The New Yorker Magazine's Roz Chast to Keynote Chicago Institute for Psychoanalysis Annual Benefit

Award-Winning Cartoonist to Share Empathy & Humor From Her Memoir "Can't We Talk About Something More Pleasant?"

HUMAN SPIRIT AWARD TO BE PRESENTED IN MEMORY OF STEVEN LaVOIE

Mar 19, 2015, 11:50 ET from The Chicago Institute for Psychoanalysis

CHICAGO, March 19, 2015 /PRNewswire/ -- Acclaimed New Yorker magazine cartoonist Roz Chast will share her humor and exceptionally honest experiences about caring for aging and ill parents depicted in her personal memoir, "Can't We Talk About Something More Honest?" at the Chicago Institute for Psychoanalysis Annual Benefit on May 13, 2015, at the Standard Club, 320 S. Plymouth Court, Chicago.

Brilliantly interpreting everyday situations, Chast's cartoons capture "our neurotic worries and genuine fears, our mundane and existential anxieties, our daydreams, nightmares, insecurities and guilty regrets," says Michiko Kakutani in The New York Times.  Chast's drawings and books speak to the human concerns that are at the core of the theory and values of psychoanalysis.  Her graphic autobiography "Can't We Talk About Something More Pleasant?" tells a daughter's story about aging parents, family life, love, suffering and loss.  In this and all her work, Chast conveys attentiveness to spoken and unspoken words and feelings with wry humor that addresses our most fundamental concerns about living.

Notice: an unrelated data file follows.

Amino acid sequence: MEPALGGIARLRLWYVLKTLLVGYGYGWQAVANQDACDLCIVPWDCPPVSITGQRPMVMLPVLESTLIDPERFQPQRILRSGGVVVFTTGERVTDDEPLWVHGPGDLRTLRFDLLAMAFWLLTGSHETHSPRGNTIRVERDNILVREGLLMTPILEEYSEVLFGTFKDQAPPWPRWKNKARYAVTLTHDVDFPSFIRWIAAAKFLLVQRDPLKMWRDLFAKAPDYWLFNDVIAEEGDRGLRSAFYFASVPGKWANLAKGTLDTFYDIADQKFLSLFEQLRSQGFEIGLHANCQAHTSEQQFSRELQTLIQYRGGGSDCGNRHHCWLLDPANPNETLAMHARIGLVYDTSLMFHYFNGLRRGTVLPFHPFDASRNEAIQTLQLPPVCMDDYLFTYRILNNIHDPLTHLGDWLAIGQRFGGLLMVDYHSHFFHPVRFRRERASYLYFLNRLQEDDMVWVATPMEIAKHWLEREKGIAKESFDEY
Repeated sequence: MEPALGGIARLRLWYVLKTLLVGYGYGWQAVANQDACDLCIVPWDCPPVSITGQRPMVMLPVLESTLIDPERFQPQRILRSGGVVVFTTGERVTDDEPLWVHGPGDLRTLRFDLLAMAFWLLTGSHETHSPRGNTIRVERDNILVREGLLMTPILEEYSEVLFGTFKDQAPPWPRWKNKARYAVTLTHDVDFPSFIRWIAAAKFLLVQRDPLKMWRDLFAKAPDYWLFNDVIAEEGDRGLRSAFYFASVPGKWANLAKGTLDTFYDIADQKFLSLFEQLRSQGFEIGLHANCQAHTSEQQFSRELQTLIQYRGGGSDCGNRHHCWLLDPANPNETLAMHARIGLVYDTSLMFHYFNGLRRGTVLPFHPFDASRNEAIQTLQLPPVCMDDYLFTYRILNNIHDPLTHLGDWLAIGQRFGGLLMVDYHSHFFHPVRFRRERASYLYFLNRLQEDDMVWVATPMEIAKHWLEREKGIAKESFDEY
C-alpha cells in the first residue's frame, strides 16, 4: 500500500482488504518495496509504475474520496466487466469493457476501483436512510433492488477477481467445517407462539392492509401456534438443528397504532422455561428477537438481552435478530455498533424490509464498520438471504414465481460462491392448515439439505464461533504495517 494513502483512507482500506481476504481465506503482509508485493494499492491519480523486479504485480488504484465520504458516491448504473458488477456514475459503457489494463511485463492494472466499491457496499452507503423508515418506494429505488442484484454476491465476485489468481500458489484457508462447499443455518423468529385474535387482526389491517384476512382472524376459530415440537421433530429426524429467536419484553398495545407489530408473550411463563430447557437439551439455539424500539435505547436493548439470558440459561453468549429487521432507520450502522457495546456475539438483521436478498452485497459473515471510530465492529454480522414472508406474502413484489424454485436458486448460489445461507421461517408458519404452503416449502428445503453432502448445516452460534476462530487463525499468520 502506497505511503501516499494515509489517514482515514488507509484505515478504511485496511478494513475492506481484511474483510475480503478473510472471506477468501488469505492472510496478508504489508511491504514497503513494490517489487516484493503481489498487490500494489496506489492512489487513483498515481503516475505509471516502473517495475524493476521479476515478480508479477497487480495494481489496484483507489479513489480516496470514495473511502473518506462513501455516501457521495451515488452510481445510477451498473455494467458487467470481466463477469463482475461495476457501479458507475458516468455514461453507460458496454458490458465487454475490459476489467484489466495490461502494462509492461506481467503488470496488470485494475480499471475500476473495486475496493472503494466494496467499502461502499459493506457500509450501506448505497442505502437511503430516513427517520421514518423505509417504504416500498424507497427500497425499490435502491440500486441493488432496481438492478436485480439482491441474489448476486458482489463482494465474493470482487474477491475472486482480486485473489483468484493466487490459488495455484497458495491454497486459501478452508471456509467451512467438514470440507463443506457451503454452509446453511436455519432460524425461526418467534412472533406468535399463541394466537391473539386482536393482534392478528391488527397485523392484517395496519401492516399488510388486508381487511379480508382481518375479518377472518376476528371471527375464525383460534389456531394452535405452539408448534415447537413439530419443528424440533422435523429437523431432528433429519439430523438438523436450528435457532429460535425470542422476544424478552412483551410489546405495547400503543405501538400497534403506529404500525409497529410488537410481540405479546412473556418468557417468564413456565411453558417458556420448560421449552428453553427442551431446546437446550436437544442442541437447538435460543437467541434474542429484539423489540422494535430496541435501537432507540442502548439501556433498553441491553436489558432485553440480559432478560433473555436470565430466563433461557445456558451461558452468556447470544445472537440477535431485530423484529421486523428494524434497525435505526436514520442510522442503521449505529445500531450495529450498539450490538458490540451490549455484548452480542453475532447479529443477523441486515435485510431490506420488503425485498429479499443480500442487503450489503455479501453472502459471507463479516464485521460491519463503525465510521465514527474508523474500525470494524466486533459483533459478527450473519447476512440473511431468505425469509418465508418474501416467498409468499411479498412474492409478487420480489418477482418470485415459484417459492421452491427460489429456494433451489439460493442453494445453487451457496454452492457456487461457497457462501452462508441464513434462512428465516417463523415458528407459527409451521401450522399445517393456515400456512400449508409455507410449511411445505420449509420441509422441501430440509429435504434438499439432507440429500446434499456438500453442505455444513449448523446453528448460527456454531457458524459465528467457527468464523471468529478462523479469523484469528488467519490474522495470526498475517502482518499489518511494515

The Institute will use the occasion to honor the late Steven LaVoie with its Human Spirit Award. A longtime, dedicated member of the Institute's Board of Trustees, LaVoie was a vocal advocate about the power of psychoanalysis in transforming lives, including his own.  Professionally, he was the CEO of ArrowStream, a company he founded in 2000.

"Steve embodied the mission and values of the Institute," said Board of Trustees Chair Arthur Sussman.  LaVoie's wife Jody will accept the award on his behalf, with their daughters, Katie, Sarah and Caroline.

ABOUT THE SPEAKER:  Roz Chast has loved to draw cartoons since she was a child growing up in Brooklyn. She attended Rhode Island School of Design, majoring in Painting because it seemed more artistic. However, soon after graduating, she reverted to type and began drawing cartoons once again.  In addition to The New Yorker, her cartoons have also been published in many other magazines, including Scientific American, the Harvard Business ReviewRedbook, and Mother Jones.  Among her many awards and accolades, on March 12 she was awarded "Best Autobiography" by the National Book Critics Circle.

ABOUT THE INSTITUTE:  The Chicago Institute for Psychoanalysis provides professional education in the theory and practice of psychoanalysis and psychotherapy.  Through its clinics for adults and children, the Institute offers services at reduced fees for the benefit of under-served communities.  In addition, the Institute's faculty, graduates and students contribute to scholarship, research and advocacy in public discourse about mental health issues. 

MEDIA INQUIRIES: CONTACT HEALY CONSULTING & COMMUNICATIONS AT 312-643-1987 OR info@healyco.com

EVENT-RELATED AND CHICAGO INSTITUTE INQUIRIES: CONTACT CHRIS SUSMAN AT 312-922-7474, x324 or development@chicagoanalysis.org

 

SOURCE The Chicago Institute for Psychoanalysis



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